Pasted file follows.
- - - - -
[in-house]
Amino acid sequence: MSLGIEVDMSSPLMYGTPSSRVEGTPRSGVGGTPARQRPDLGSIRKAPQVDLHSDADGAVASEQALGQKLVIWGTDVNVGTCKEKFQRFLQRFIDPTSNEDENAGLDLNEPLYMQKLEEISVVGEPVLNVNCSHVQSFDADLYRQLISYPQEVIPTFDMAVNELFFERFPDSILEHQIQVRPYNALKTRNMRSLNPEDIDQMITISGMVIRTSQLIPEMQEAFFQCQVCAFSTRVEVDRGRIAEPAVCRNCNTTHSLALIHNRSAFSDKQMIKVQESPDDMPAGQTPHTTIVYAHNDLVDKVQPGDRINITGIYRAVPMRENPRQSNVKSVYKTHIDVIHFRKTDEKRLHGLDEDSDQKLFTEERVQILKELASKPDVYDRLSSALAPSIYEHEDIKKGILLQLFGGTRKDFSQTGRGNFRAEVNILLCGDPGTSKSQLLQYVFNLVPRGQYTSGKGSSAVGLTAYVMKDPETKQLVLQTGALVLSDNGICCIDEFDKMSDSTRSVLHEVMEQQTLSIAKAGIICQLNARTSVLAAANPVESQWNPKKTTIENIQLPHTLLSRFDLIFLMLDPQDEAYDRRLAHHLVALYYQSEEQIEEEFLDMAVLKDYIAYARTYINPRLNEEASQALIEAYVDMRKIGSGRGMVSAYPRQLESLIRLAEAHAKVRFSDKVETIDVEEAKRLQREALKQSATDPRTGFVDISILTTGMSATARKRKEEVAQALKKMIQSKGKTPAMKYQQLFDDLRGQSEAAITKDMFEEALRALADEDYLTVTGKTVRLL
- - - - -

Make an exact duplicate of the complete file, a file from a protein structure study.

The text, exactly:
[in-house]
Amino acid sequence: MSLGIEVDMSSPLMYGTPSSRVEGTPRSGVGGTPARQRPDLGSIRKAPQVDLHSDADGAVASEQALGQKLVIWGTDVNVGTCKEKFQRFLQRFIDPTSNEDENAGLDLNEPLYMQKLEEISVVGEPVLNVNCSHVQSFDADLYRQLISYPQEVIPTFDMAVNELFFERFPDSILEHQIQVRPYNALKTRNMRSLNPEDIDQMITISGMVIRTSQLIPEMQEAFFQCQVCAFSTRVEVDRGRIAEPAVCRNCNTTHSLALIHNRSAFSDKQMIKVQESPDDMPAGQTPHTTIVYAHNDLVDKVQPGDRINITGIYRAVPMRENPRQSNVKSVYKTHIDVIHFRKTDEKRLHGLDEDSDQKLFTEERVQILKELASKPDVYDRLSSALAPSIYEHEDIKKGILLQLFGGTRKDFSQTGRGNFRAEVNILLCGDPGTSKSQLLQYVFNLVPRGQYTSGKGSSAVGLTAYVMKDPETKQLVLQTGALVLSDNGICCIDEFDKMSDSTRSVLHEVMEQQTLSIAKAGIICQLNARTSVLAAANPVESQWNPKKTTIENIQLPHTLLSRFDLIFLMLDPQDEAYDRRLAHHLVALYYQSEEQIEEEFLDMAVLKDYIAYARTYINPRLNEEASQALIEAYVDMRKIGSGRGMVSAYPRQLESLIRLAEAHAKVRFSDKVETIDVEEAKRLQREALKQSATDPRTGFVDISILTTGMSATARKRKEEVAQALKKMIQSKGKTPAMKYQQLFDDLRGQSEAAITKDMFEEALRALADEDYLTVTGKTVRLL